Bensulide [0,0-diisopropyl phosphorodithioate S ester with N-2-mercaptoethyl) benzenesulfonamide] at 13.6 kg/ha reduced sod transplant rooting of ‘Park’, ‘Merion’, and ‘Baron’ Kentucky bluegrass (Poa pratensis L.) when applied either to sod or sodbed. Prosulfalin [N-[[4-(dipropylamino)-3,5-dinitrophenyl] -S,S -dimethylysulfilimine] at 2.3 kg/ha applied to the sodbed reduced sod transplant rooting of ‘Park’ and ‘Baron’. Benefin (N-butyl-N-ethyl-α,α,α-trifluoro-2,6-dinitro-p-toluidine) at 2.3 kg/ha reduced rooting of ‘Baron’ when applied to the sodbed. Sod transplant rooting of ‘Baron’ was significantly reduced by siduron [l-(2-methylcyclohexyl)-3-phenylurea] at 13.6 kg/ha, oxadiazon [2-tert-butyl-4-(2,4-dichloro-5-isopropyoxyphenyl)-△2-1,3,4-oxadizolin-5-one] at 4.6 kg/ha, prosulfalin at 2.3 kg/ha, and benefin at 2.3 kg/ha when applied to sod prior to transplanting. ‘Merion’ and ‘Park’ were not influenced by these treatments. Regardless of herbicide treatment, ‘Baron’ had a lower sod transplant rooting strength when compared to ‘Park’ and ‘Merion’.
Ammonia (NH3) volatilization was determined from 15N-labeled urea applied foliarly in 35 ml·m−2 water at 1.7 and 3.4 g N/m2 to a ’Park’ Kentucky bluegrass (Poa pratensis L.) turf that was grown on Sharpsburg silty clay loam (Typic Argiudoll). Field measurements of NH3 volatilization were made 1, 5, 9, 13, and 25 hr after treatment (HAT). Additional volatilization measurements were made at 2, 3, and 4 days after treatment (DAT). Maximum NH3 losses of 9.7 and 23.0 mg N/m2 per hr at 5 and 25 HAT occurred with the 3.4 g N/m2 treatment. Maximum volatilization during 25 HAT coincided with periods of high leaf surface moisture followed by rapid drying. On the second day after treatment, the maximum NH3 loss of 14.0 mg N/m2 per hr occurred from the 3.4 g N/m2 treatment. Cumulative 4-day NH3 volatilization losses for foliar-applied urea at 1.7 and 3.4 g N/m2 were 35% and 31%.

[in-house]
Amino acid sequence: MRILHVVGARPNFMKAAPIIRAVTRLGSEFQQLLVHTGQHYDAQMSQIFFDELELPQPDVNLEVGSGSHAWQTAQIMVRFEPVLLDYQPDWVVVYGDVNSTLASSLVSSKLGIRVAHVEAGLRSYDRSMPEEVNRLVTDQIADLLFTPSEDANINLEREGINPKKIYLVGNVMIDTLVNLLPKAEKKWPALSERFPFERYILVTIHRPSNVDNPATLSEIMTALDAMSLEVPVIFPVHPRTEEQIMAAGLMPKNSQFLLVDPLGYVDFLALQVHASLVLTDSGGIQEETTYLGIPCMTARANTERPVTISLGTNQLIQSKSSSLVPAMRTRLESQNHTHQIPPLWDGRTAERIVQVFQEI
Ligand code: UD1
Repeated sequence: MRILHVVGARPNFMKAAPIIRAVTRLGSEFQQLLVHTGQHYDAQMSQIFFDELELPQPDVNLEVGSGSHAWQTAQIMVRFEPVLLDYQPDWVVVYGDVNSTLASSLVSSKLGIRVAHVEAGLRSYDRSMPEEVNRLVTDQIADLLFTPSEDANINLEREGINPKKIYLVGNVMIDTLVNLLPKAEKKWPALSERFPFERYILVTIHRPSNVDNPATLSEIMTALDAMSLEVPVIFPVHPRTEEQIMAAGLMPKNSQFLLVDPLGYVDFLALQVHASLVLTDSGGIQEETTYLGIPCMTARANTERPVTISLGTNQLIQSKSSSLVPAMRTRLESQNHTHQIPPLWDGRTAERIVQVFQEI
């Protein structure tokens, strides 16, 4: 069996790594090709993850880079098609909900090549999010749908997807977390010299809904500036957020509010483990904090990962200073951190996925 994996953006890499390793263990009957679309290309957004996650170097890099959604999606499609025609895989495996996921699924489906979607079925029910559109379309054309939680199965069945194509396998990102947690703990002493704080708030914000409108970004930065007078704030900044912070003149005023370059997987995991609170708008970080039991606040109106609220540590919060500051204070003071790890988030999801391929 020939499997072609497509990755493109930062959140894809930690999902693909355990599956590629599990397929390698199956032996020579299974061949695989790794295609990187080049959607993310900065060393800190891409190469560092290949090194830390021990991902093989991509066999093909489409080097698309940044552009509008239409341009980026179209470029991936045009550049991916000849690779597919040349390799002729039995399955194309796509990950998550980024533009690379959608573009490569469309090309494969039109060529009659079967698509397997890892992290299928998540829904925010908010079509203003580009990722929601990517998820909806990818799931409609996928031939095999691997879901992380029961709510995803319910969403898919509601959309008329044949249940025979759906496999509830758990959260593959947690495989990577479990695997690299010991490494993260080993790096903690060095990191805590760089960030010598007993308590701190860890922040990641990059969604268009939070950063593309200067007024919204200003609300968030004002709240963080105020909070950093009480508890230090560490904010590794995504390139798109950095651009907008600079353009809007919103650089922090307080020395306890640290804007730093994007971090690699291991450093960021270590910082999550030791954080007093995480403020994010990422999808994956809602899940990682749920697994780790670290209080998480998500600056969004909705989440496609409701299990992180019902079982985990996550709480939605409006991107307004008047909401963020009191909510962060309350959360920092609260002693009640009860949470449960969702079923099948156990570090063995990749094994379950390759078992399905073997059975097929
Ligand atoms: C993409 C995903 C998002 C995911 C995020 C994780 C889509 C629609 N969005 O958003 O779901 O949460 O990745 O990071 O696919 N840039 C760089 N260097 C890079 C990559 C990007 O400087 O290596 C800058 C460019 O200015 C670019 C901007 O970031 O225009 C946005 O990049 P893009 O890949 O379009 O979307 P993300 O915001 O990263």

Golfers are demanding increased ball roll distances on a daily basis, but cultural practices to achieve this often are detrimental to the green. One option for increasing ball roll distance without altering cultural practices may be to select creeping bentgrass genotypes that provide less resistance to ball roll. Studies were conducted at the John Seaton Anderson Turfgrass and Ornamental Research Facility near Ithaca, Neb., and at the Rocky Ford Turfgrass Research Facility in Manhattan, Kans., to determine genotype and seasonal influences on golf ball roll distance. Eighteen creeping bentgrass (Agrostis palustris Huds.) genotypes were evaluated. Genotype was not a significant source of variability, but the location × season interaction was. Significant seasonal differences in ball roll occurred at both locations. Ball roll distances for spring, summer, and fall were 98, 15, and 31 cm greater at the Nebraska test location than at the Kansas site. Correlations between turfgrass visual quality and ball roll distance were not significant. Therefore, the use of genotypes exhibiting high turfgrass visual quality will not necessarily result in longer ball rolls. Since there were no season × genotype or genotype × location interactions, ball roll distance on genotypes at each location changed similarly with season. Genotype selection appears to have little influence on ball roll distance under the conditions tested at these two locations.